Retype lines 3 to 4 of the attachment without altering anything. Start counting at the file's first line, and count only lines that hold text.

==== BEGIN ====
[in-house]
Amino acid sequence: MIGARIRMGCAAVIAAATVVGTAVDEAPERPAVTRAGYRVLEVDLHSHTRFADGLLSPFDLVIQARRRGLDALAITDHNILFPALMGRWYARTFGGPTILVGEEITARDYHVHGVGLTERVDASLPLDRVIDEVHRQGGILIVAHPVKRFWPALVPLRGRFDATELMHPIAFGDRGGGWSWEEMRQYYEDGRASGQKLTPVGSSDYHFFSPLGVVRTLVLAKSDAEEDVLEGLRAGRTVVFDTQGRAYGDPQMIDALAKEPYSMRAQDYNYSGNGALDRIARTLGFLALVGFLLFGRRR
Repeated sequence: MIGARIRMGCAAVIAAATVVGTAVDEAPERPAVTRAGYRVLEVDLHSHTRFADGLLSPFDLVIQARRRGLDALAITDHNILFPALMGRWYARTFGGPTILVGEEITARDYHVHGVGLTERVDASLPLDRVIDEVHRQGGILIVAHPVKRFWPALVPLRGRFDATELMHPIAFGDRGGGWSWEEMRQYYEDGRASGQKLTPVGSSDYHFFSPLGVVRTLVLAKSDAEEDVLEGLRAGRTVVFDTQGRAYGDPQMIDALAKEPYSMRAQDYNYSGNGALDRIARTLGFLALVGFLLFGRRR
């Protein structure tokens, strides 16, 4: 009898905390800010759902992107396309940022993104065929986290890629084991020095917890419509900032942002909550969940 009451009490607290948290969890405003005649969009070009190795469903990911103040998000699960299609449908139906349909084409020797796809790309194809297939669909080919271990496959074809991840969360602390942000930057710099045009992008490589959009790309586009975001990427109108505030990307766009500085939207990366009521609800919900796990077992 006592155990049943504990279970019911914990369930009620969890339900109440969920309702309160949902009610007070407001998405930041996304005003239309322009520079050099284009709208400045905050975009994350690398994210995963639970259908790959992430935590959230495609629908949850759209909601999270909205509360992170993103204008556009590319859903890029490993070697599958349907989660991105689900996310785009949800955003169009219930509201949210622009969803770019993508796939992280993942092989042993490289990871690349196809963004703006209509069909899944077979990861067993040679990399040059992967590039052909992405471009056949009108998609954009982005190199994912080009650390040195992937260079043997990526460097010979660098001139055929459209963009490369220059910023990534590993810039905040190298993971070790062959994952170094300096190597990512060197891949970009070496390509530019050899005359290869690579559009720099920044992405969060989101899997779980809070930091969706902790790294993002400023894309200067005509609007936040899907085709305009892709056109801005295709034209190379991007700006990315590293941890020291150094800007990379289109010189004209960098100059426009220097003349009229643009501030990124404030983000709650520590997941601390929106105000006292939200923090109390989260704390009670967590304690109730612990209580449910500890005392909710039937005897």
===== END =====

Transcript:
Repeated sequence: MIGARIRMGCAAVIAAATVVGTAVDEAPERPAVTRAGYRVLEVDLHSHTRFADGLLSPFDLVIQARRRGLDALAITDHNILFPALMGRWYARTFGGPTILVGEEITARDYHVHGVGLTERVDASLPLDRVIDEVHRQGGILIVAHPVKRFWPALVPLRGRFDATELMHPIAFGDRGGGWSWEEMRQYYEDGRASGQKLTPVGSSDYHFFSPLGVVRTLVLAKSDAEEDVLEGLRAGRTVVFDTQGRAYGDPQMIDALAKEPYSMRAQDYNYSGNGALDRIARTLGFLALVGFLLFGRRR
């Protein structure tokens, strides 16, 4: 009898905390800010759902992107396309940022993104065929986290890629084991020095917890419509900032942002909550969940 009451009490607290948290969890405003005649969009070009190795469903990911103040998000699960299609449908139906349909084409020797796809790309194809297939669909080919271990496959074809991840969360602390942000930057710099045009992008490589959009790309586009975001990427109108505030990307766009500085939207990366009521609800919900796990077992 006592155990049943504990279970019911914990369930009620969890339900109440969920309702309160949902009610007070407001998405930041996304005003239309322009520079050099284009709208400045905050975009994350690398994210995963639970259908790959992430935590959230495609629908949850759209909601999270909205509360992170993103204008556009590319859903890029490993070697599958349907989660991105689900996310785009949800955003169009219930509201949210622009969803770019993508796939992280993942092989042993490289990871690349196809963004703006209509069909899944077979990861067993040679990399040059992967590039052909992405471009056949009108998609954009982005190199994912080009650390040195992937260079043997990526460097010979660098001139055929459209963009490369220059910023990534590993810039905040190298993971070790062959994952170094300096190597990512060197891949970009070496390509530019050899005359290869690579559009720099920044992405969060989101899997779980809070930091969706902790790294993002400023894309200067005509609007936040899907085709305009892709056109801005295709034209190379991007700006990315590293941890020291150094800007990379289109010189004209960098100059426009220097003349009229643009501030990124404030983000709650520590997941601390929106105000006292939200923090109390989260704390009670967590304690109730612990209580449910500890005392909710039937005897």